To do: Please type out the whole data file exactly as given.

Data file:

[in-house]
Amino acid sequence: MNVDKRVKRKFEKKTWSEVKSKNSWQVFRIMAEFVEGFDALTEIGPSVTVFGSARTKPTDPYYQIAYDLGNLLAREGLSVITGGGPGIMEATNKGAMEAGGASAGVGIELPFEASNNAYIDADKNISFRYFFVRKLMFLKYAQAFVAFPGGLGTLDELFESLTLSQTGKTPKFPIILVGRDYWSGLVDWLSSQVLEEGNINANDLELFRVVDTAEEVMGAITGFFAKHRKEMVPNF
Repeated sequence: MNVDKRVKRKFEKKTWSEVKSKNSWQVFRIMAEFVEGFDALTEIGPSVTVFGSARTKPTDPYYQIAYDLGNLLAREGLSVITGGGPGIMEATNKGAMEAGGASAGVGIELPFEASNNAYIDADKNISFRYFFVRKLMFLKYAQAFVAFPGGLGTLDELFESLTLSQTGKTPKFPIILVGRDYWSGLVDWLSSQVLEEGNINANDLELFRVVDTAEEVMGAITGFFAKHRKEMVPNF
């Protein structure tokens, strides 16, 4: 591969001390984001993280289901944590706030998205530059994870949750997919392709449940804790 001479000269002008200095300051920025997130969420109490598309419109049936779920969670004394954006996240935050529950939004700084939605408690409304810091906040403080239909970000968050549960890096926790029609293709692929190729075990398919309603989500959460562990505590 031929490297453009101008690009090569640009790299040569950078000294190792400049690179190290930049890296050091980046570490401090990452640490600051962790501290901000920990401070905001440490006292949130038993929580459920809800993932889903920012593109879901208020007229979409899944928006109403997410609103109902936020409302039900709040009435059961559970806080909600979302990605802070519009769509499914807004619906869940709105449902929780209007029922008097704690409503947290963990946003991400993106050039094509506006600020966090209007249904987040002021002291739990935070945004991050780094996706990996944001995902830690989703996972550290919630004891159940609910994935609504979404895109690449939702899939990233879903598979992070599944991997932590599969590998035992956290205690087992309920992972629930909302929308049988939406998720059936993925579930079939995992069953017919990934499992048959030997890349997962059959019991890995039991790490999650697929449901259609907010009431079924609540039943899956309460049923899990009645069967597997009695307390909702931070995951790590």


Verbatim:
[in-house]
Amino acid sequence: MNVDKRVKRKFEKKTWSEVKSKNSWQVFRIMAEFVEGFDALTEIGPSVTVFGSARTKPTDPYYQIAYDLGNLLAREGLSVITGGGPGIMEATNKGAMEAGGASAGVGIELPFEASNNAYIDADKNISFRYFFVRKLMFLKYAQAFVAFPGGLGTLDELFESLTLSQTGKTPKFPIILVGRDYWSGLVDWLSSQVLEEGNINANDLELFRVVDTAEEVMGAITGFFAKHRKEMVPNF
Repeated sequence: MNVDKRVKRKFEKKTWSEVKSKNSWQVFRIMAEFVEGFDALTEIGPSVTVFGSARTKPTDPYYQIAYDLGNLLAREGLSVITGGGPGIMEATNKGAMEAGGASAGVGIELPFEASNNAYIDADKNISFRYFFVRKLMFLKYAQAFVAFPGGLGTLDELFESLTLSQTGKTPKFPIILVGRDYWSGLVDWLSSQVLEEGNINANDLELFRVVDTAEEVMGAITGFFAKHRKEMVPNF
């Protein structure tokens, strides 16, 4: 591969001390984001993280289901944590706030998205530059994870949750997919392709449940804790 001479000269002008200095300051920025997130969420109490598309419109049936779920969670004394954006996240935050529950939004700084939605408690409304810091906040403080239909970000968050549960890096926790029609293709692929190729075990398919309603989500959460562990505590 031929490297453009101008690009090569640009790299040569950078000294190792400049690179190290930049890296050091980046570490401090990452640490600051962790501290901000920990401070905001440490006292949130038993929580459920809800993932889903920012593109879901208020007229979409899944928006109403997410609103109902936020409302039900709040009435059961559970806080909600979302990605802070519009769509499914807004619906869940709105449902929780209007029922008097704690409503947290963990946003991400993106050039094509506006600020966090209007249904987040002021002291739990935070945004991050780094996706990996944001995902830690989703996972550290919630004891159940609910994935609504979404895109690449939702899939990233879903598979992070599944991997932590599969590998035992956290205690087992309920992972629930909302929308049988939406998720059936993925579930079939995992069953017919990934499992048959030997890349997962059959019991890995039991790490999650697929449901259609907010009431079924609540039943899956309460049923899990009645069967597997009695307390909702931070995951790590």